Originally Published with The Guardian
In the last two months, three major hate crimes have hit New York City, the most ethnically diverse place in the United States. Last week, a man chased a Muslim American woman into oncoming traffic in Brooklyn while threatening to behead her. Earlier this month, a group of teenagers physically assaulted a Sikh American while hurling racial slurs like “terrorist” and “Osama”. In late July, a man shouted similar epithets at Sandeep Singh before running him over with his truck and dragging him nearly 30 feet.
In the nearly 13 years since 9/11, and now in the three months since the Islamic State (ISIS) broadcast its brand of fear to the West, a new de facto racial category has crystallized: “the apparent Muslim”. The “apparent Muslim” has physical features supposedly similar to those associated with terrorism – brown skin, facial hair, turbans – but those who use the presumptive discrimination end up conflating racial and religious features. Anyone who makes assumptions about “the apparent Muslim” – and that is a lot of people, whether consciously or not – is effectively subsuming a number of communities, including Arabs and Sikhs who do not identify with Islam.
The accounts of the three individuals attacked in New York City reflect the typical hate-speech deployed during America’s “War on Terror”, which unleashed a new derogatory epithet for the apparent Muslim – “terrorist”. Other terms reflecting our current political situation have been regularly hurled at targets, including “Osama”, “al-Qaida” and “Taliban”. The victim of the hate crime in Brooklyn was threatened with a beheading – a threat that clearly reflects an angry and vengeful response to the inhumane beheading of American journalists by ISIS.
The media plays a role in all of this, as hate crimes tend to spike following events receiving significant media coverage:
In 2001, the FBI recorded 481 anti-Muslim hate crimes, over a 1600% increase from the year before.
In 2010, the media closely covered the Islamophobic resistance to the construction of the so-called “Ground Zero mosque” in New York City, and the Southern Poverty Law Center documented a 50% increase in hate crimes against apparent Muslims.
In 2014, violence linked with Muslims has been featured prominently in the news, from Syria and Benghazi to ISIS and Hamas.
So it comes as little surprise that a recent study released by the Arab American Institute found that American attitudes toward Muslims and Arabs are becoming more negative.
Islamophobia related to current events is nothing new to this nation’s Muslims and “apparent Muslims”. Over 30 years ago, during the Iran Hostage Crisis, Americans suspected and targeted “apparent Muslims” of harboring anti-American sentiment and supporting Ayatollah Ruhollah Khomeini. Images of Khomeini and anti-Iranian rhetoric abounded in American media, and that political context informed the Islamophobic slurs that my Sikh-American father endured throughout the 1980s, including “Iranian”, “towelhead” and “Khomeini”.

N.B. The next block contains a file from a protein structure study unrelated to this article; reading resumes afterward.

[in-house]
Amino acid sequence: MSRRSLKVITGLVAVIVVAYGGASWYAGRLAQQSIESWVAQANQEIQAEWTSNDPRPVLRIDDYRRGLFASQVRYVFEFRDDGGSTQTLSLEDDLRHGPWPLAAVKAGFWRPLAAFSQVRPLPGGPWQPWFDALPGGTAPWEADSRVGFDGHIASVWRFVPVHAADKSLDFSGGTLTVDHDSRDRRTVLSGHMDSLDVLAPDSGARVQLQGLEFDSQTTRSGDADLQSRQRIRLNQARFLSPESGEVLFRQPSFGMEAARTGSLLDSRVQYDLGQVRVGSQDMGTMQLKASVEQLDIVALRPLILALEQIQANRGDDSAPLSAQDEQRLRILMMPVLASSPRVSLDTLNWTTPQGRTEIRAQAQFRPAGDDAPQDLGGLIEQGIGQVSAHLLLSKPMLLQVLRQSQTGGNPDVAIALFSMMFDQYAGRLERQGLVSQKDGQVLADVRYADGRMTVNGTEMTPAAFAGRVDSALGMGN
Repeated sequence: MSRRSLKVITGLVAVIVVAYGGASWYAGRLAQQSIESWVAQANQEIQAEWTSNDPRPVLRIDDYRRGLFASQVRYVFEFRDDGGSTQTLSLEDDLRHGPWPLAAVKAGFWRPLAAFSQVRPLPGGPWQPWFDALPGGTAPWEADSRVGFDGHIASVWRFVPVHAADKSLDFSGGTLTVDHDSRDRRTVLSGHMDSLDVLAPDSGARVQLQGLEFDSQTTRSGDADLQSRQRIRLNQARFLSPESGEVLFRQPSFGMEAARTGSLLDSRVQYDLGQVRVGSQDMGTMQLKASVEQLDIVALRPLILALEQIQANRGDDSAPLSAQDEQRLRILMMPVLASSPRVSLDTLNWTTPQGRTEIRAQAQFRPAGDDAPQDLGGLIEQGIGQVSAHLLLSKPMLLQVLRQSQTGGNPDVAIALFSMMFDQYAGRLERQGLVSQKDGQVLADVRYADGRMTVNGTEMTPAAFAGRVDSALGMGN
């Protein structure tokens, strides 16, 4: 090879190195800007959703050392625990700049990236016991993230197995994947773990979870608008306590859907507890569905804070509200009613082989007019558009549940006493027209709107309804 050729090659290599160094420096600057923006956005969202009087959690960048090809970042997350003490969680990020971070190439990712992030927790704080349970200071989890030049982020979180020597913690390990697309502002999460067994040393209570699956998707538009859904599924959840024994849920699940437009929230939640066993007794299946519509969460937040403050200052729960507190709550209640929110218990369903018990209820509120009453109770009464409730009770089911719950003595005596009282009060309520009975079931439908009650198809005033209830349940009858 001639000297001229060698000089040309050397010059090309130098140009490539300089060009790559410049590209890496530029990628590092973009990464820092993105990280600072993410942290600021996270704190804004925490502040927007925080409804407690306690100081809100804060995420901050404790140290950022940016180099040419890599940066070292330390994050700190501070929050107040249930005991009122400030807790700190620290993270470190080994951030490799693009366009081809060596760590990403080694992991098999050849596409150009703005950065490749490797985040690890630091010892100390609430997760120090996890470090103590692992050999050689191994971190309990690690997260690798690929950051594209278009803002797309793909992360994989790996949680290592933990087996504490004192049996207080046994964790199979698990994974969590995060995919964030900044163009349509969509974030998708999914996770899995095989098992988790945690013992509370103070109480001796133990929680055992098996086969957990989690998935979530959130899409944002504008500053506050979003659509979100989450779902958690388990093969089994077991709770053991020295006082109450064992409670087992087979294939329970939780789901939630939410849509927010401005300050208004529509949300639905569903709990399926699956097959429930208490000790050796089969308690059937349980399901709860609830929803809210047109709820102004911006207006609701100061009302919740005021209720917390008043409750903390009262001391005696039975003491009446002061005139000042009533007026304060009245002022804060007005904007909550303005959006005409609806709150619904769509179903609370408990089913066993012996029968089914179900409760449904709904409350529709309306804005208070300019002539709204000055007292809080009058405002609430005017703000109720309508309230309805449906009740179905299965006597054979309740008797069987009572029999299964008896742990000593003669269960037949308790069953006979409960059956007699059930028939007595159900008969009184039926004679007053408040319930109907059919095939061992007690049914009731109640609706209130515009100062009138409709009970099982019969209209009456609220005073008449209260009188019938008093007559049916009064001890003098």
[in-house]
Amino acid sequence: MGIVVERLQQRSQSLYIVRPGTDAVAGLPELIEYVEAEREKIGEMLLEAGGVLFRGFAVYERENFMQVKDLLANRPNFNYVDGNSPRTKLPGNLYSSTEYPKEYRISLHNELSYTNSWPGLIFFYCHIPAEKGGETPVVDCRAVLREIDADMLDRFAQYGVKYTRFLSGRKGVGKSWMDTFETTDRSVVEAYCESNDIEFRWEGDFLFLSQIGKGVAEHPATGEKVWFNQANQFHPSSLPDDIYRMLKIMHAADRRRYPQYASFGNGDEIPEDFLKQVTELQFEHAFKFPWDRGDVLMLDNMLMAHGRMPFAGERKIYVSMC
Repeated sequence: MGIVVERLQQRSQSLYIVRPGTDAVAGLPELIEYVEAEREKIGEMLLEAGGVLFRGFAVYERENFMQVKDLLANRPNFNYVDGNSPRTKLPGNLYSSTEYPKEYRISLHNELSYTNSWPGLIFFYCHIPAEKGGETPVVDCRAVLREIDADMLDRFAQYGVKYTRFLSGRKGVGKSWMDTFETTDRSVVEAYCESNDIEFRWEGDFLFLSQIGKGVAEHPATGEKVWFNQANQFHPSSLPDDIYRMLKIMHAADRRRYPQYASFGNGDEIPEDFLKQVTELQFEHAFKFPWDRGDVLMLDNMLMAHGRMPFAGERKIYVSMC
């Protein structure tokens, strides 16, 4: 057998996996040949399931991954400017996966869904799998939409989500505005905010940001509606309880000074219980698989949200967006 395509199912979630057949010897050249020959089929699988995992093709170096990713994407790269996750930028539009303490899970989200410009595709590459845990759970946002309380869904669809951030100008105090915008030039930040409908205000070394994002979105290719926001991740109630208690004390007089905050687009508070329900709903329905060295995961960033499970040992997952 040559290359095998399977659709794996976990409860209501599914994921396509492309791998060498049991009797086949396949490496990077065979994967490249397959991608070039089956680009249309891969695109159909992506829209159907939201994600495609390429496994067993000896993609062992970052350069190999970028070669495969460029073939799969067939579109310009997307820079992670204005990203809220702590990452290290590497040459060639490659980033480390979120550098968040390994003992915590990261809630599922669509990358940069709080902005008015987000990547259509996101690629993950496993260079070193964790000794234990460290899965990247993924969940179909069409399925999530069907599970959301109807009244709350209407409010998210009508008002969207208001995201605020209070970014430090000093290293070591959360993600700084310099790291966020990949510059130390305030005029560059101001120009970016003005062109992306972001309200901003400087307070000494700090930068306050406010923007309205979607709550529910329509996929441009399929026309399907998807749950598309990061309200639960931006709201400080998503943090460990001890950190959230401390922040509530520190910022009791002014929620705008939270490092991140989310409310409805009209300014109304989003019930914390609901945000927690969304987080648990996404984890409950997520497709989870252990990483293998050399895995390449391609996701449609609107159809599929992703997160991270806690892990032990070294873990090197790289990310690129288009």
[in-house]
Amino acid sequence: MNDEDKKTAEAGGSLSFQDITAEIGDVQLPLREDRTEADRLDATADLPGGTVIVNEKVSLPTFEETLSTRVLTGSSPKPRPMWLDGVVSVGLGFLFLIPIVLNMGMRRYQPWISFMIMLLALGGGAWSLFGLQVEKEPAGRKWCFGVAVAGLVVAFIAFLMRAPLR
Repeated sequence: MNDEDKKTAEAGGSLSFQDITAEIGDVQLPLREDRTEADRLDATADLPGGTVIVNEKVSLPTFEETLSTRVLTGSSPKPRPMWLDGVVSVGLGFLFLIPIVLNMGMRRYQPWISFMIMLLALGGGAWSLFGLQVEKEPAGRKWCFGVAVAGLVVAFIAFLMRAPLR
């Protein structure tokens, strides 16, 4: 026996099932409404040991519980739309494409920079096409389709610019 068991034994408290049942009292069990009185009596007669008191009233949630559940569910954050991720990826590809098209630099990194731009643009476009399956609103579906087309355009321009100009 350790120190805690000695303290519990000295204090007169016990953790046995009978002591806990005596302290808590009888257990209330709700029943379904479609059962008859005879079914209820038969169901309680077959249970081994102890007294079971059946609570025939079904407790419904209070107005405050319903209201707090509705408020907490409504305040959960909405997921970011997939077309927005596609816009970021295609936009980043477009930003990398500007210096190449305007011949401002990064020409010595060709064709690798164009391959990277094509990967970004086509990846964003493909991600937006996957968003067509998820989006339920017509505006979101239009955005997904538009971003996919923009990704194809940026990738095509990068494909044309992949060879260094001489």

As tensions increased in the Middle East, and in Iraq in particular, in the 1990s and the 21st century, people subjected to xenophobic sentiments, like me, noticed a shift in the derogatory names. Instead of being “Iranian”, like my father, I was called “Iraqi”; instead of being a “towelhead,” I was a “sand nigger”; instead of “Khomeini”, I was nicknamed “Saddam”.
The hateful comments directed toward people who look like me are divisive, and they are alienating. But the real problem is how it continues a cycle of other-ing – how Americans treat each other as guilty until proven innocent. Our ignorance leads us to lump together people from entirely different parts of the world (South Asia, the Middle East) and people who practice entirely different religions (Islam, Sikhism). We also fail to understand that not all Muslims interpret Islam the same way.
Just like every other religion, the extremists make up a small minority of the Muslim population; it’s not just unfair to take them as representatives of the Islamic tradition – it’s downright inaccurate.
The lack of nuance in our understandings of global cultures reflects the overly simplistic rhetoric of our media sources that feed us this information. Reporters are constantly skimming the surface to give us macro-level views, and while this broad-based approach has its advantages, it leads to misunderstanding serious issues, from white supremacy and domestic terrorism to Boko Haram and ISIS. Until and unless we begin precisely accounting each challenge, we will continue to misidentify each other.
Politicians need to consider the impact of their rhetoric on more than their polling numbers – on the way it can, ultimately, foster violence. And the media needs to gauge how to report on conflict and use images to explain both the news and illuminate the truth. Otherwise, many more innocent Americans will become targets for hate by those swept up in nationalistic or militaristic sentiment based on little more than xenophobia. The blame will start with the people we’re supposed to trust, but it will hurt every one of us.
Image courtesy of Wikimedia Commons.